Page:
Quotas for women in parliament


The issue of quotas for women in parliament is once again in the news, with motions to introduce quotas to be debated at upcoming Liberal Party state conferences in New South Wales and Victoria.

An Essential Report poll published on 30 March 2021 found that 48 per cent of those polled supported political parties setting gender quotas for candidate selection (with 36 per cent opposed).

The international experience of quotas

Since the 1990s over one hundred countries have implemented political gender quotas, and by 2013 over half the world’s countries had adopted some form of quota, including by 2018, over twenty established democracies.

Many countries have found quotas to be an effective mechanism for increasing women’s political representation and fast-tracking women’s political participation.

Of the ten countries with the highest percentage of women in their lower (or single) house of parliament, seven have implemented some type of quota system. Prior to implementing quotas many of these countries had very low numbers of women in parliament.

The table below shows the ten countries which currently have the highest rankings for women’s representation in parliament, based on the percentage of women in each country’s lower (or single) house of parliament and whether they have implemented quotas (either legislated or voluntary).

IPU Ranking

Country

Percentage of women in lower (or single) house as of 1 January 2021

Percentage of women in lower (or single) house as of 1 January 1997*

Percentage change

Quotas implemented

1

Rwanda

61.3

17.1

44.2

Yes

2

Cuba

53.4

22.8

30.6

No

3

United Arab Emirates

50.0

0.0

50.0

Yes

4

Nicaragua

48.4

10.8

37.6

Yes

5

New Zealand

48.3

29.2

19.1

Yes

6

Mexico

48.2

14.2

34.0

Yes

7

Sweden

47.0

40.4

6.6

Yes

8

Grenada

46.7

20.0

26.7

No

9

Andorra

46.4

3.6

42.8

No

10

Bolivia

46.2

6.9

39.3

Yes

Sources: Inter-Parliamentary Union (IPU), ‘Monthly ranking of women in national parliaments’ and ‘Women in national parliaments archive’, and International Institute for Democracy and Electoral Assistance (IDEA) ‘Gender Quotas Database’.

* 1 January 1997 is the earliest date for which the IPU’s ‘Women in national parliaments’ data is available.

As at 1 January 2021, Australia is ranked equal 50th, with women comprising 31.1 per cent of members of the lower house. The ranking system used by the IPU does not include data on the membership of upper houses (many countries have only a single chamber). However, women now comprise 51.3 per cent of Australian senators.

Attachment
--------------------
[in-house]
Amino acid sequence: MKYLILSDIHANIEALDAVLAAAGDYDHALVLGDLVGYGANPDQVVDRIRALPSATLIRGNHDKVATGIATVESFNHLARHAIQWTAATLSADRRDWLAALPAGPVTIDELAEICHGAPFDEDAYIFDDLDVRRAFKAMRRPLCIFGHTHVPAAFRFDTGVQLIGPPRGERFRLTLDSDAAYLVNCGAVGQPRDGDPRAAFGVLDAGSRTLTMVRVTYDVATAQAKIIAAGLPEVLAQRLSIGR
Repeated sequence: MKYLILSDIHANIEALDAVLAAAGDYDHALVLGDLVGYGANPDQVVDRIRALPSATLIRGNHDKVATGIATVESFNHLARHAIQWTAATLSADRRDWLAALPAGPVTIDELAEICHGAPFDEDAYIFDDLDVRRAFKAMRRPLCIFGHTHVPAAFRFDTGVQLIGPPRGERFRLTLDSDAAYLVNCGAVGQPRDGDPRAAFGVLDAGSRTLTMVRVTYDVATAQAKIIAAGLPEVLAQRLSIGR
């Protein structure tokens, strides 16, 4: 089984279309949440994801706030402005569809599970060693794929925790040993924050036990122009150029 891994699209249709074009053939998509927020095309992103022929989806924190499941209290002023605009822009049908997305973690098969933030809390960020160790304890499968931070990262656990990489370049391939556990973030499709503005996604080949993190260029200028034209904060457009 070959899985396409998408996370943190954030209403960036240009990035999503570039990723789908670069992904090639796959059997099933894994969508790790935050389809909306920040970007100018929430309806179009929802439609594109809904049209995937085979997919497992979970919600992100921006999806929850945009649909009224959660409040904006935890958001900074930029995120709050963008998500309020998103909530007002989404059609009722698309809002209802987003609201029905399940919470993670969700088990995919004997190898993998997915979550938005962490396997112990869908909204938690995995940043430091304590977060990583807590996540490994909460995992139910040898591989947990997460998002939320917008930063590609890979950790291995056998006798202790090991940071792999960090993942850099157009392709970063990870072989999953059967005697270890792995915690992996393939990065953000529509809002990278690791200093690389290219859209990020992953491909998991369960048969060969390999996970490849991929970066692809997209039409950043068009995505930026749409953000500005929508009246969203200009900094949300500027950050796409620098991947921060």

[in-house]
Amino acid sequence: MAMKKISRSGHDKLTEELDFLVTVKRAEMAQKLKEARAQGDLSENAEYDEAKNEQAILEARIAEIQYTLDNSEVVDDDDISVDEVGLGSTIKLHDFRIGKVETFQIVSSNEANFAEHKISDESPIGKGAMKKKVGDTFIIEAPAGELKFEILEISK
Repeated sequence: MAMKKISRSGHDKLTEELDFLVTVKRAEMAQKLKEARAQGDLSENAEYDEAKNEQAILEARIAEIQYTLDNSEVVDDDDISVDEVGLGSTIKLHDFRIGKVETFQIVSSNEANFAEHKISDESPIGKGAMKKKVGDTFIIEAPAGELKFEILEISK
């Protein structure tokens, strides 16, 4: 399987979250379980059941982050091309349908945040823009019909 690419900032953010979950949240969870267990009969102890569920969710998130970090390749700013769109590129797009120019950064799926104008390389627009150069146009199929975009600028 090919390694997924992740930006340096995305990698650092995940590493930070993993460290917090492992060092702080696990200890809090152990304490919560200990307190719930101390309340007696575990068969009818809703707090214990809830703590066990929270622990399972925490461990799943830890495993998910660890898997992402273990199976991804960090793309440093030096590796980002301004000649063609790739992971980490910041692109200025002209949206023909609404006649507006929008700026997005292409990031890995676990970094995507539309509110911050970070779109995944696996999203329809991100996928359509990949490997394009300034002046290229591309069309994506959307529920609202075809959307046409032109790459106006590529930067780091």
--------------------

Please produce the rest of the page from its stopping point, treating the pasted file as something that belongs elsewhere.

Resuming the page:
Types of political gender quotas

There are three main types of quotas used in politics.

Reserved seats are legal quotas mandated by a country’s constitution or by legislation that set aside a certain number or proportion of seats for women. Rwanda and the United Arab Emirates are examples of countries with reserved seats for women. In some parliaments, seats are reserved for other categories of people (for example, New Zealand’s Parliament includes seven Māori electorates).

Legal candidate quotas, also known as legislative quotas, require political parties to preselect or nominate a certain proportion of women as candidates, but do not guarantee a particular level of women’s representation in the parliament. Legal candidate quotas may be supported by incentives for compliance or sanctions for non-compliance, such as loss of public funding to non-complying political parties. Nicaragua, Mexico and Bolivia are examples of countries with legal candidate quotas.

Political party quotas are adopted by political parties voluntarily and have no legal status. Parties may choose to require that women comprise a certain proportion of preselected or nominated candidates. In some cases, a system in which male and female names alternate on party lists of candidates is adopted. The Women’s Electoral Lobby has called for Australian political parties to use this type of system on Senate ballot papers to increase women’s representation across parties. New Zealand, Sweden and Australia are examples of countries where political parties have implemented voluntary quotas.

In 1994 the Australian Labor Party (ALP) adopted a mandatory 35 per cent preselection quota for women in winnable seats at all elections by 2002. This was replaced by a ‘40:40:20’ quota system from 1 January 2012 ‘to produce an outcome where not less than 40% of seats held by Labor will be filled by women, and not less than 40% by men’. The remaining 20 per cent could be filled by candidates of either gender. In 2015 the party adopted new targets: 45 per cent female representation by 2022 and 50 per cent female representation by 2025. The percentage of female ALP parliamentarians in the Commonwealth Parliament has increased from 12.5 per cent in September 1994 to its current 47.9 per cent.

Other barriers to women’s full participation

The Inter-Parliamentary Union (IPU) has also emphasised the importance of removing other barriers to women’s full participation. These ‘gender-sensitive parliaments’ are those ‘whose structures, operations, methods and work respond to the needs and interests of both men and women.’

Further reading:

Tags: women, parliament

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